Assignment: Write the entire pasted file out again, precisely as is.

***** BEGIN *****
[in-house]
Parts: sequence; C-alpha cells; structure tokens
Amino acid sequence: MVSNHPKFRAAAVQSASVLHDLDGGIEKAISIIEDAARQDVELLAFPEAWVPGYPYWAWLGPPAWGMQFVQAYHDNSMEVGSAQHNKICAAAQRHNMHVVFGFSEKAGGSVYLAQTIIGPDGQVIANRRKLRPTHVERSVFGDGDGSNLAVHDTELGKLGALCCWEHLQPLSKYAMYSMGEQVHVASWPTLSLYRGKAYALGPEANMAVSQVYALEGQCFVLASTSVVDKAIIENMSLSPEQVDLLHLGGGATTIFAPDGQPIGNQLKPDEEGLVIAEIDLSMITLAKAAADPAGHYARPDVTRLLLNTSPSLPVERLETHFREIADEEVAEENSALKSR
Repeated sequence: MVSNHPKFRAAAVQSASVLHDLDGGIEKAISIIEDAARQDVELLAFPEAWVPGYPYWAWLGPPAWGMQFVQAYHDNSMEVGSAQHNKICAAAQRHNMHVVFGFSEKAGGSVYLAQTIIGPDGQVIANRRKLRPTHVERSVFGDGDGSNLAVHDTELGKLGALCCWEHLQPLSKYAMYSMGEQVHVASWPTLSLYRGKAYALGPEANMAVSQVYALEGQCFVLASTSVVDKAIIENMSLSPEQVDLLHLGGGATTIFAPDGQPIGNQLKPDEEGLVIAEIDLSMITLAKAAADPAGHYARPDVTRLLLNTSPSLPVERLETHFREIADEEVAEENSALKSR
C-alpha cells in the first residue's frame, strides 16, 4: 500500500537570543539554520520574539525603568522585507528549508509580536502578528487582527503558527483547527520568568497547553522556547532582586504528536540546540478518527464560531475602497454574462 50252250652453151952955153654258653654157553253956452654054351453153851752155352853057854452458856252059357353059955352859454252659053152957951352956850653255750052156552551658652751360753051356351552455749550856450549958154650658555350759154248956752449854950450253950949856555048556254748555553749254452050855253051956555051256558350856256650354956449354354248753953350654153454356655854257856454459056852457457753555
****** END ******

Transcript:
[in-house]
Parts: sequence; C-alpha cells; structure tokens
Amino acid sequence: MVSNHPKFRAAAVQSASVLHDLDGGIEKAISIIEDAARQDVELLAFPEAWVPGYPYWAWLGPPAWGMQFVQAYHDNSMEVGSAQHNKICAAAQRHNMHVVFGFSEKAGGSVYLAQTIIGPDGQVIANRRKLRPTHVERSVFGDGDGSNLAVHDTELGKLGALCCWEHLQPLSKYAMYSMGEQVHVASWPTLSLYRGKAYALGPEANMAVSQVYALEGQCFVLASTSVVDKAIIENMSLSPEQVDLLHLGGGATTIFAPDGQPIGNQLKPDEEGLVIAEIDLSMITLAKAAADPAGHYARPDVTRLLLNTSPSLPVERLETHFREIADEEVAEENSALKSR
Repeated sequence: MVSNHPKFRAAAVQSASVLHDLDGGIEKAISIIEDAARQDVELLAFPEAWVPGYPYWAWLGPPAWGMQFVQAYHDNSMEVGSAQHNKICAAAQRHNMHVVFGFSEKAGGSVYLAQTIIGPDGQVIANRRKLRPTHVERSVFGDGDGSNLAVHDTELGKLGALCCWEHLQPLSKYAMYSMGEQVHVASWPTLSLYRGKAYALGPEANMAVSQVYALEGQCFVLASTSVVDKAIIENMSLSPEQVDLLHLGGGATTIFAPDGQPIGNQLKPDEEGLVIAEIDLSMITLAKAAADPAGHYARPDVTRLLLNTSPSLPVERLETHFREIADEEVAEENSALKSR
C-alpha cells in the first residue's frame, strides 16, 4: 500500500537570543539554520520574539525603568522585507528549508509580536502578528487582527503558527483547527520568568497547553522556547532582586504528536540546540478518527464560531475602497454574462 50252250652453151952955153654258653654157553253956452654054351453153851752155352853057854452458856252059357353059955352859454252659053152957951352956850653255750052156552551658652751360753051356351552455749550856450549958154650658555350759154248956752449854950450253950949856555048556254748555553749254452050855253051956555051256558350856256650354956449354354248753953350654153454356655854257856454459056852457457753555